Social media and social change
The traditional web is a top-down framework that separates the ‘means of production’ from consumers. In other words, there were only web controllers and web users. The concept of ‘produsage’ as developed by Axel Bruns refers to the “breakdown” or convergence of producers and consumers. While this has not yet fully inverted the traditional framework, it has narrowed the power difference between those who own websites and those who want to contribute to the collective intelligence that is formed when a mass of users post and publish.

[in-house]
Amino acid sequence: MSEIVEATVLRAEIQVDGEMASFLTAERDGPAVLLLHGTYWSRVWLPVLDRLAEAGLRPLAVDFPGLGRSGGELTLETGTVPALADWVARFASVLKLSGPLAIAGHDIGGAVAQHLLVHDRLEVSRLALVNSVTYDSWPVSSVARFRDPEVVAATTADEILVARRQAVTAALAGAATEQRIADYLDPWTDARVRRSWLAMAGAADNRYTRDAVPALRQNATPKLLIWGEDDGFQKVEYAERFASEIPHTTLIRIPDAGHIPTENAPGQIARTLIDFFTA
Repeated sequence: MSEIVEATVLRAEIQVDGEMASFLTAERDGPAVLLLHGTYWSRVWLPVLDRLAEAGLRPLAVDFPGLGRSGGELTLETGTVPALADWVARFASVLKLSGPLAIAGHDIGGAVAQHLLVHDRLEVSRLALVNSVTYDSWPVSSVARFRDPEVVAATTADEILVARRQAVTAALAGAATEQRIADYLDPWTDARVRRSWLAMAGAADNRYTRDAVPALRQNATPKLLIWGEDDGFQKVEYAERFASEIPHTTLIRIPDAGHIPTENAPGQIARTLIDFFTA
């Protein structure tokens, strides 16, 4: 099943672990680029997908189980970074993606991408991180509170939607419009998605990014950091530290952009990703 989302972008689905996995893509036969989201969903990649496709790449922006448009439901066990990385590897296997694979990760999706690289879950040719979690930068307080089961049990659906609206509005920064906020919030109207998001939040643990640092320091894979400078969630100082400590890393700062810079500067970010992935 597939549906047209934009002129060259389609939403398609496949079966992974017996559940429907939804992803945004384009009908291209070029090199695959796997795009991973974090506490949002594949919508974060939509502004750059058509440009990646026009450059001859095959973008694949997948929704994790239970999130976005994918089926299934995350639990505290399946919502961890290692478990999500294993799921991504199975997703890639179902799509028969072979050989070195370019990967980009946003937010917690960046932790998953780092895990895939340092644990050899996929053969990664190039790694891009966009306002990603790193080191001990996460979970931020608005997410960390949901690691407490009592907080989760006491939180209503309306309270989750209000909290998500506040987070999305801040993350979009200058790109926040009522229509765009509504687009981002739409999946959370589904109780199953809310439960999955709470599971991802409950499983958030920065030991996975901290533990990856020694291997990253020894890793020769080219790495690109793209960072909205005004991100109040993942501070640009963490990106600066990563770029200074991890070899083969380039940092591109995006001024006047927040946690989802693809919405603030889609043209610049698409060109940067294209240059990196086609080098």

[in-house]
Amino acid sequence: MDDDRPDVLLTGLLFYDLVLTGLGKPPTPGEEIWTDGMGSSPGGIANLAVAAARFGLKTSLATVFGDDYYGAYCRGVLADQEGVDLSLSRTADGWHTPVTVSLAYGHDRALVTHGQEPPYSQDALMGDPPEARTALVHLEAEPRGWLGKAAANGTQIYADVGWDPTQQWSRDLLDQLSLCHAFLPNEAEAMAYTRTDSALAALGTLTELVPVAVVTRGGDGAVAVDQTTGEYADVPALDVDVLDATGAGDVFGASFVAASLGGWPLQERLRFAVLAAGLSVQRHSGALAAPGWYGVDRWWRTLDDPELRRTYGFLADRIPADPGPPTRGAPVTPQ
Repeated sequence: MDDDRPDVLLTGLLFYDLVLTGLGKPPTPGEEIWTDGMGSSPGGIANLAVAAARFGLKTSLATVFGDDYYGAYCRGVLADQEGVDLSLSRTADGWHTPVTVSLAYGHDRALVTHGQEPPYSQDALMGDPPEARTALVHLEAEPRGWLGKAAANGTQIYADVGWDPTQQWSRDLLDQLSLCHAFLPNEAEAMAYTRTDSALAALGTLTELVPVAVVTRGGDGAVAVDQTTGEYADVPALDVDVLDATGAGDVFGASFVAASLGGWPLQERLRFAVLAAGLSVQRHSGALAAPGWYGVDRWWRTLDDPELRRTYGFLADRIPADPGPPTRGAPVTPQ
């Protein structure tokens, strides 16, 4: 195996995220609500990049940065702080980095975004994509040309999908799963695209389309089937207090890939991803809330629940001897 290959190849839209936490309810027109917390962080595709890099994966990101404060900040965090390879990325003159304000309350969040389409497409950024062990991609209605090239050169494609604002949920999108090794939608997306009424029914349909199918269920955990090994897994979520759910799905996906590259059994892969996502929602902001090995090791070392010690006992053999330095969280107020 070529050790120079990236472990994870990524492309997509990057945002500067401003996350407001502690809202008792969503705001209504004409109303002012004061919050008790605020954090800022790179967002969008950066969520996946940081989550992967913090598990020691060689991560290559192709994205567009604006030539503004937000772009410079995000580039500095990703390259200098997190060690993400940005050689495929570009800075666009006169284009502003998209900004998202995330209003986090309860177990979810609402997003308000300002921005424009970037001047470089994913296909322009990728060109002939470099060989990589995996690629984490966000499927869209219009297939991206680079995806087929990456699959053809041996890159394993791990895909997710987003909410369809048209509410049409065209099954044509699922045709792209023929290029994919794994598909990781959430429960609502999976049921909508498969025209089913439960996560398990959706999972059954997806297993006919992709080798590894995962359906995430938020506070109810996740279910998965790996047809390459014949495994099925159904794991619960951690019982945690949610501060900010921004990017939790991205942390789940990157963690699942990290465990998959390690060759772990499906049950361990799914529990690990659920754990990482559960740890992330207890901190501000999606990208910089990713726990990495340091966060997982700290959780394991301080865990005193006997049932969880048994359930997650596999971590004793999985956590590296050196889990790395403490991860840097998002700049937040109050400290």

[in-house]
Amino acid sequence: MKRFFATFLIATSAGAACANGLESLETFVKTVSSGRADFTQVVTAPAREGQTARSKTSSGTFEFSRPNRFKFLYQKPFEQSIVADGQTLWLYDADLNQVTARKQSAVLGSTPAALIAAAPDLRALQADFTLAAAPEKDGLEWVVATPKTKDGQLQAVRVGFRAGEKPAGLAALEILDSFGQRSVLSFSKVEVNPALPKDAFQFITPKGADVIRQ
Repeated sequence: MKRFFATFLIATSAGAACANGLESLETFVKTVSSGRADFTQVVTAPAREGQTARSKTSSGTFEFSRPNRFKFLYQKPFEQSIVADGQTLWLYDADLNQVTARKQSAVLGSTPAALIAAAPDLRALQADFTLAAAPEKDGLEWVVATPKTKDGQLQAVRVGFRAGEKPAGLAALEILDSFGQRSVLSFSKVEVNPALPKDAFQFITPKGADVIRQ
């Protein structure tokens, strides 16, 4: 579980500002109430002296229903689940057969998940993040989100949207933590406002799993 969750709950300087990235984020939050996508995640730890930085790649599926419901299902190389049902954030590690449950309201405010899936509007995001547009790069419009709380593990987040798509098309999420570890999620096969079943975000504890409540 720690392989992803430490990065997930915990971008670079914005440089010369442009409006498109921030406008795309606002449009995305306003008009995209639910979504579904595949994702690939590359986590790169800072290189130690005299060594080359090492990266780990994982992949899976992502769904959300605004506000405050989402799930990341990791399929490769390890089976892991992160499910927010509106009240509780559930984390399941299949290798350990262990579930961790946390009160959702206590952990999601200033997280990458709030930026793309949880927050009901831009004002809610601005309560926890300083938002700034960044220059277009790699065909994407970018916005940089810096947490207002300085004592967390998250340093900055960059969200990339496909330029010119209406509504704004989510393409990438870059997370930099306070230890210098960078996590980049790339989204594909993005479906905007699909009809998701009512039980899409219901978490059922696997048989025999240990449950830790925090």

User-created content has led to the proliferation of synchronous media, blogs and other forms of creative micro-publishing like the mobile novels (keitaj shosetu) of Japan where traditionally disempowered women are able to share their experiences via Twitter-type serial publications. Popular uprisings under Middle-East dictatorships are other examples of the power of social media to bring about fundamental social change.
Social media sites such as Twitter and Facebook and the growing use of mobile phones can also be used to by-pass censorship, an example being Cuba where the US sanctions have been circumvented by the use of smart phones to enable communication with the outside world.